In August 1883, John and Frances Glessner and their children George and Fanny moved into their new summer home, which they called the “Big House” at their estate “The Rocks” in the White Mountains of New Hampshire, mid-way between
and Littleton . The Glessners had first considered the Bethlehem White Mountains for their summer home at the suggestion of George’s doctor, who indicated that George might experience significant relief from his severe hayfever by leaving and traveling to this part of the country. When George first visited the Chicago White Mountains in 1878, the relief was dramatic and immediate, so the Glessners opted to make the locale their annual destination. The Glessners continued to make The Rocks their home every summer until their deaths in the 1930s, and both George and Fanny later made the estate their permanent home. A portion of the estate at the western end of the property is still in the possession of two descendants of George Glessner, making six generations of the family to call The Rocks home.
In 1977, two of the Glessners grandchildren, John Glessner Lee and Martha Lee Batchelder, made the decision to donate the majority of the property (1333 of the approximate 2000 acres assembled by their grandparents) to the Society for the Protection of New Hampshire Forests. The Society had been formed in 1901 to acquire and protect forested lands throughout the state in response to widespread clear-cutting being undertaken by farmers. John Glessner was a strong supporter of the Society and joined in 1903, just two years after it was founded, so it was a very appropriate choice for the grandchildren to present the organization with The Rocks property. The estate includes numerous original buildings constructed by the Glessners from the 1880s through the 1910s designed by Isaac Scott, Hermann V. von Holst and others, as well as more than 500 species of trees and other plants.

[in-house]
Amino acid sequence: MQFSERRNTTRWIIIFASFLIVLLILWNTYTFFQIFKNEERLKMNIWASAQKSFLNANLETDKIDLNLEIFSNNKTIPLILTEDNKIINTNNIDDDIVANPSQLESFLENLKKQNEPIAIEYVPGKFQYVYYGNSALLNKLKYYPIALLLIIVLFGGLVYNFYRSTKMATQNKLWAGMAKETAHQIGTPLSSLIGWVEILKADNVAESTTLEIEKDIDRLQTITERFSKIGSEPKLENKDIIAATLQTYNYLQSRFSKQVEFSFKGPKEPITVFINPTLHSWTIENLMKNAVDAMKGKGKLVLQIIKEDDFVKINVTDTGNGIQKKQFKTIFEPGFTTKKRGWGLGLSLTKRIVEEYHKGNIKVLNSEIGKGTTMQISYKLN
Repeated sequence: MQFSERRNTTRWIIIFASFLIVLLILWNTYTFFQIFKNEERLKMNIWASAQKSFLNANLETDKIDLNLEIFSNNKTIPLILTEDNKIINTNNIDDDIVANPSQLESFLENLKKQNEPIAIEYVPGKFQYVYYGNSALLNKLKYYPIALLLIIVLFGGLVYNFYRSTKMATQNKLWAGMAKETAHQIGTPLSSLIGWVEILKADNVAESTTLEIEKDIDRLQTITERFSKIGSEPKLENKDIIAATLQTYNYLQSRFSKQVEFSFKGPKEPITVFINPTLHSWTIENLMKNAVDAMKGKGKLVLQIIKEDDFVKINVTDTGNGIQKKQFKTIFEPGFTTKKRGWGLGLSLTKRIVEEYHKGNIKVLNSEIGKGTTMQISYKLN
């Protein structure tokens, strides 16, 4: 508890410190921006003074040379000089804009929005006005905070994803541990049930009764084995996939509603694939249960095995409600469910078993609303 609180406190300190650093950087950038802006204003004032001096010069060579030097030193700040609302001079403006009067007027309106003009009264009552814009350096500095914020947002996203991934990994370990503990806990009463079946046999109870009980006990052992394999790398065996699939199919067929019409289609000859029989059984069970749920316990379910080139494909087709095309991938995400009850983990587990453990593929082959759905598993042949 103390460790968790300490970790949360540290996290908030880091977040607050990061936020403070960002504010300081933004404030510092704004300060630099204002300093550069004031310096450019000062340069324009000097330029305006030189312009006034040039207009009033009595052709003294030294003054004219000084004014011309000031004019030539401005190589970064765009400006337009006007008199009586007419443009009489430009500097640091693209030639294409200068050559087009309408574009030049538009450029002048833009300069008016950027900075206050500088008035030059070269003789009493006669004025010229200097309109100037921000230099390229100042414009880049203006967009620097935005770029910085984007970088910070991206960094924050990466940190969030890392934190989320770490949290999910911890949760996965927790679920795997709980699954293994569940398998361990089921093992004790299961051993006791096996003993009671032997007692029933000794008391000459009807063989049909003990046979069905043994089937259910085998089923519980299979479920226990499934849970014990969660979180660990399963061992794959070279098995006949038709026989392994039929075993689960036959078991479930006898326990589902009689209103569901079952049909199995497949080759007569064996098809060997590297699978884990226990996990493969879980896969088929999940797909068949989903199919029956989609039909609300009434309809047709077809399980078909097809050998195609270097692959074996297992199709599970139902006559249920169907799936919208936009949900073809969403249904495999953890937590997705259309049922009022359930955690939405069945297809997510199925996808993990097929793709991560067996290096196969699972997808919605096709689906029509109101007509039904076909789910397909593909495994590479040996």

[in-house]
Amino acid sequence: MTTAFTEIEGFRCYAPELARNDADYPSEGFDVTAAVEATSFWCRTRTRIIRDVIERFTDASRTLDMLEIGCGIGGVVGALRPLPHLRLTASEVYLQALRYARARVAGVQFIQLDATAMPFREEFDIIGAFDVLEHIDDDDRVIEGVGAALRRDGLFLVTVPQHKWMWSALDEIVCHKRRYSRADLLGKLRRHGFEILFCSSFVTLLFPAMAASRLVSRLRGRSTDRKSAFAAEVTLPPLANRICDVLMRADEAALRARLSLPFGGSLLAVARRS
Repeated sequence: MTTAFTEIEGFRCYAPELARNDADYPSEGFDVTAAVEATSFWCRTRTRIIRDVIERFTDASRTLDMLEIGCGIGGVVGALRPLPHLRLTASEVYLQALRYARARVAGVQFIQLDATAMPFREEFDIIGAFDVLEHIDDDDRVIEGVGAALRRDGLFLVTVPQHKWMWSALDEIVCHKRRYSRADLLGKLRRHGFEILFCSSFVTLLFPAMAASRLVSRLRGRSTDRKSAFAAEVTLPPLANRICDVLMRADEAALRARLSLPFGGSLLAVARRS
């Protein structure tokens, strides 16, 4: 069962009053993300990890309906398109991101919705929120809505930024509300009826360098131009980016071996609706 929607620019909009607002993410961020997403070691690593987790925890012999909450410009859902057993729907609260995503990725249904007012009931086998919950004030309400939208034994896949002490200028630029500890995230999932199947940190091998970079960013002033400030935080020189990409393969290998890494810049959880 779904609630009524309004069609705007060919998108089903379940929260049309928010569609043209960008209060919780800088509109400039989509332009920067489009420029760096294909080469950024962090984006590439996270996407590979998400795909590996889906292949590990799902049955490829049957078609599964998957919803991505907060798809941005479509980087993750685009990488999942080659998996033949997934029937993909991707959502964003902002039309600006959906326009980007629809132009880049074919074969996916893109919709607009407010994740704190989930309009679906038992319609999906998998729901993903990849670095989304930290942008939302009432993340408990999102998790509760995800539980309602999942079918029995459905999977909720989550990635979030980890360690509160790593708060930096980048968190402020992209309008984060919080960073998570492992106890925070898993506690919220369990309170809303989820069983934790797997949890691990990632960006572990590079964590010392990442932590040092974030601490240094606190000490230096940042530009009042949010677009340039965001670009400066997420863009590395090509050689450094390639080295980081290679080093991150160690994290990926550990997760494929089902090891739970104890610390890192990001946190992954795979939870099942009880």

The Rocks Estate is supported in large part today by its use as a Christmas tree farm, which satisfies one of the stipulations of the gift requiring the Society to keep an active crop growing on the estate at all times. Open to the public year round, the estate also offers a number of hiking trails and other activities which help visitors to explore the vast beauty of the property. Visit http://www.therocks.org/ for more information.
At the museum, we carry on a Glessner family tradition begun more than a century ago by shipping a Christmas tree from The Rocks every year. The Glessners originally used small table-top trees (their 1888 tree is pictured above), but by the early 1900s adopted the custom of a larger tree which they displayed in the main hall, where the museum places the tree each year. Click on the link below to see the tree selected for this year’s celebration:
will be decorated for Christmas from Wednesday November 23rd through Saturday December 31st. A special part of the holiday tradition at the museums is our annual Candlelight Tours, scheduled this year for Saturday December 10 and Sunday December 11. During these special tours, attendees will learn about Christmas traditions of the mid- to late-19th century and see both houses decorated in historically appropriate fashion. Afterwards, participants are invited to the nearby Clarke House Museums for refreshments. For more information, visit http://www.glessnerhouse.org/Events.htm , or call Wheeler Mansion 312-326-1480 to make reservations.